- Start from a standing position and step forward (with either foot), shifting your weight to your front foot’s heel. You’ll want to step forward far enough that both knees are bent at approximately 90-degree angles. Engage your core by pulling your belly button toward your spine.
- Using the hip flexors of your rear leg to pull yourself back up, step back into a standing position.
- Repeat, leading with the opposite leg.
Like any forward lunge, the stationary forward lunge will work the glutes, quads, and hamstrings. But it is most effective for runners if used to target the hip flexors. As with the previous lunge, there are a few tendencies you’ll want to avoid:
- Do not let your weight shift forward onto the toes of your front foot. This decreases the safety and stability of the lunge.
- Do not lean backward or push off of your front leg too much as you step back into to the starting position. From the bottom of the lunge, focus on engaging the hip flexors to pull yourself back up the starting position. You will inevitably use your front leg to push yourself up, but you can avoid letting the hip flexors be passive.
Stationary Side Lunge
The side lunge is a lateral lunge. After you lunge to one side, you return to the starting position before lunging to the other side. This lunge is great for the abductors and hip-stabilizing muscles:
- From a standing position, step one foot (it doesn’t matter which) directly out to your side. You want to step far enough that your lead leg's knee bends at a 90-degree angle. Keep your opposite leg fully extended. Engage your core throughout the lunge by pulling your belly button toward your spine.
- Focus on keeping the transition smooth. Return to the starting position by pushing off with your lead leg (the leg you stepped out with).
- Repeat on the opposite side.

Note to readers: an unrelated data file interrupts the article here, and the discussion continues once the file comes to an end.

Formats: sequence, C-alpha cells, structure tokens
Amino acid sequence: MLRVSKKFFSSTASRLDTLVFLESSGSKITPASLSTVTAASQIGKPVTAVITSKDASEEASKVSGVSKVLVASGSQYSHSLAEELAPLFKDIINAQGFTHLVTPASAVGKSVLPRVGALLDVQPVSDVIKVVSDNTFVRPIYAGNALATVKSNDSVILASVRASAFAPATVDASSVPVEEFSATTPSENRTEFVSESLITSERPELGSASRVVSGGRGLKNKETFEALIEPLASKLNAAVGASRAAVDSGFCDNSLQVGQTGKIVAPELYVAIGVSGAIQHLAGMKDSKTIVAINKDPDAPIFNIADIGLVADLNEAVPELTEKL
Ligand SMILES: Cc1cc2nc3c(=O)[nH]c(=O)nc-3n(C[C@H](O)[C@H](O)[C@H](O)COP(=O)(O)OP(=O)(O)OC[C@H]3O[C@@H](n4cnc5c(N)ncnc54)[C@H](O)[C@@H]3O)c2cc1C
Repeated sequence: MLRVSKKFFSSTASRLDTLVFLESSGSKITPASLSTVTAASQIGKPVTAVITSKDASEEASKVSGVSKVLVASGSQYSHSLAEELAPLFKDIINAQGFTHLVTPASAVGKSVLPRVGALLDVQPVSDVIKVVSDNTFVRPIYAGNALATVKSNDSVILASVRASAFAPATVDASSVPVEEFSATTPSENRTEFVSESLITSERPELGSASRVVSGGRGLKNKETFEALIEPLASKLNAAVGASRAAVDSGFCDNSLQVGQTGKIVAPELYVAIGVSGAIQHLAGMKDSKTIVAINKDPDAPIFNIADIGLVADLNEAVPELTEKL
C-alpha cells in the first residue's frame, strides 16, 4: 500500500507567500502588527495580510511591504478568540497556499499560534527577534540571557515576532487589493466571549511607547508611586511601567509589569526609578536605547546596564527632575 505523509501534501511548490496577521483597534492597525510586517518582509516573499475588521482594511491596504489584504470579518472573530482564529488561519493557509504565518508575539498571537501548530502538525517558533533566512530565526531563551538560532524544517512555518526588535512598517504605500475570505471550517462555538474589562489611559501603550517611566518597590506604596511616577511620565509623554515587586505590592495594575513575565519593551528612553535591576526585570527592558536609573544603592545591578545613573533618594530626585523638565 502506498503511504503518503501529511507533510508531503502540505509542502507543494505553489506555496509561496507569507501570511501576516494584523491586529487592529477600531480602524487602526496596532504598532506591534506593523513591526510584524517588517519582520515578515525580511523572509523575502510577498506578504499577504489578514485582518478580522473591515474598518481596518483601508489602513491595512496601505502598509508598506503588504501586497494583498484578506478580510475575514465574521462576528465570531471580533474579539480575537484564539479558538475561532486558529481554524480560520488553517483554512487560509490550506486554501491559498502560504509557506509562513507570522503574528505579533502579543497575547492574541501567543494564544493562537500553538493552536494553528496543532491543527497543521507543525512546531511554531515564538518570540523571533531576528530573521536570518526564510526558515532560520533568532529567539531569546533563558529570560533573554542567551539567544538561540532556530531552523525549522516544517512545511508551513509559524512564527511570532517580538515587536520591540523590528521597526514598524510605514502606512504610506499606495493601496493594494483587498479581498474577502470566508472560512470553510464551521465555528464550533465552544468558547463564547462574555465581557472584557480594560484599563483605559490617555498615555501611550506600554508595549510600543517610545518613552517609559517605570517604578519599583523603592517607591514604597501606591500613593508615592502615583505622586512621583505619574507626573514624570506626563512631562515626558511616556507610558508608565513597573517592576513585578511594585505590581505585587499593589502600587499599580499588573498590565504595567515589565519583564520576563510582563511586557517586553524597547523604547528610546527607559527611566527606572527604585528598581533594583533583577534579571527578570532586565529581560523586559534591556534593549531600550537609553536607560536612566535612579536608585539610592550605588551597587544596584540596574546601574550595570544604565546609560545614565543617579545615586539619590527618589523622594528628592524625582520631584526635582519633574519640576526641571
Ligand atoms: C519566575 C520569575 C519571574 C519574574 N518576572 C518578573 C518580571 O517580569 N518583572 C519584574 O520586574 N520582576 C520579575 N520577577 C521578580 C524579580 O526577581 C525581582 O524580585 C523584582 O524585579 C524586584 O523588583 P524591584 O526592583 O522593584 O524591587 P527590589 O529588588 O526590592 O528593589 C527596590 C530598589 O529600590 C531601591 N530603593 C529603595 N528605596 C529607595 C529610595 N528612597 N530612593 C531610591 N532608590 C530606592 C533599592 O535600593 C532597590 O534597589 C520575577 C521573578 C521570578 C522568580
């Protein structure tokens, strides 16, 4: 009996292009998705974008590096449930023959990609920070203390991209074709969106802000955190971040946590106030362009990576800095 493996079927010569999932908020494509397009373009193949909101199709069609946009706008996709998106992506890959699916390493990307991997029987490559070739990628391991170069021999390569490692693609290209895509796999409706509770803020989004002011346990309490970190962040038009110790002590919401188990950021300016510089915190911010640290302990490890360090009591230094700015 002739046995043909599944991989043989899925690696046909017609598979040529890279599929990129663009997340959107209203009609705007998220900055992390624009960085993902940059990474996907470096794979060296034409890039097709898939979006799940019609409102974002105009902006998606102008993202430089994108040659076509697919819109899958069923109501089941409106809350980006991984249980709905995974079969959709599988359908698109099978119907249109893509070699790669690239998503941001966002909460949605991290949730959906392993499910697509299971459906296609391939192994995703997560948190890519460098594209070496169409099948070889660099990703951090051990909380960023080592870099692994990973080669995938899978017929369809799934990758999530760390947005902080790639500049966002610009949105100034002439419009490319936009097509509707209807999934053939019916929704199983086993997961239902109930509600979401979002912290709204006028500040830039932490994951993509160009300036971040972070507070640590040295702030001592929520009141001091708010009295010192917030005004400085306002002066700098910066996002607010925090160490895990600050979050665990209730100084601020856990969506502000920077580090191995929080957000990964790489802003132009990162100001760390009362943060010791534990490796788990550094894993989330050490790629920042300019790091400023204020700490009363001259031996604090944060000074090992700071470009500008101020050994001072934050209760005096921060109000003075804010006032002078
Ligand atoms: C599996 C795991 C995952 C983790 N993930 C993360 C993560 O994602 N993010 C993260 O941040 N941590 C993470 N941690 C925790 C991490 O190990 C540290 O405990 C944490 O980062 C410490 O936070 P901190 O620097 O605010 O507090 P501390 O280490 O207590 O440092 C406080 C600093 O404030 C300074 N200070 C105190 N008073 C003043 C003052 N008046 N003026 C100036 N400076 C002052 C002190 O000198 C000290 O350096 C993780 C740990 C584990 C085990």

The stationary side lunge should target the abductors and hip-stabilizing muscles, like the gluteus medius and tensor fascia lata (TFL). Like the other two lunges, there are common mistakes to avoid:
- Do not come up onto your toes at the bottom of the lunge or while pushing yourself back up to the standing position. Though it’s okay to catch yourself on your toes to help soften the impact of the lunge, you’ll want to transition your weight to your heel as quickly as possible. Be sure to push from the heel as you return to the standing position.
- Do not bend excessively at the waist during the lunge. Leaning forward takes the weight off the glutes and abductors. You should only lean as far forward as you need to for balance.
Progress & Get Stronger!
You can do lunges whenever and wherever, but are three ways to specifically incorporate them into your running routine. You can do them before running (as part of your warm-up), after running (as part of your cool-down), or as part of a separate training session.
When you start your lunging routine, you don’t need to do very much. The key is to be consistent and to continue progressing — doing more, adding weight, or lunging more frequently. Especially at the beginning level, you’ll be able to feel your legs get stronger with each lunge.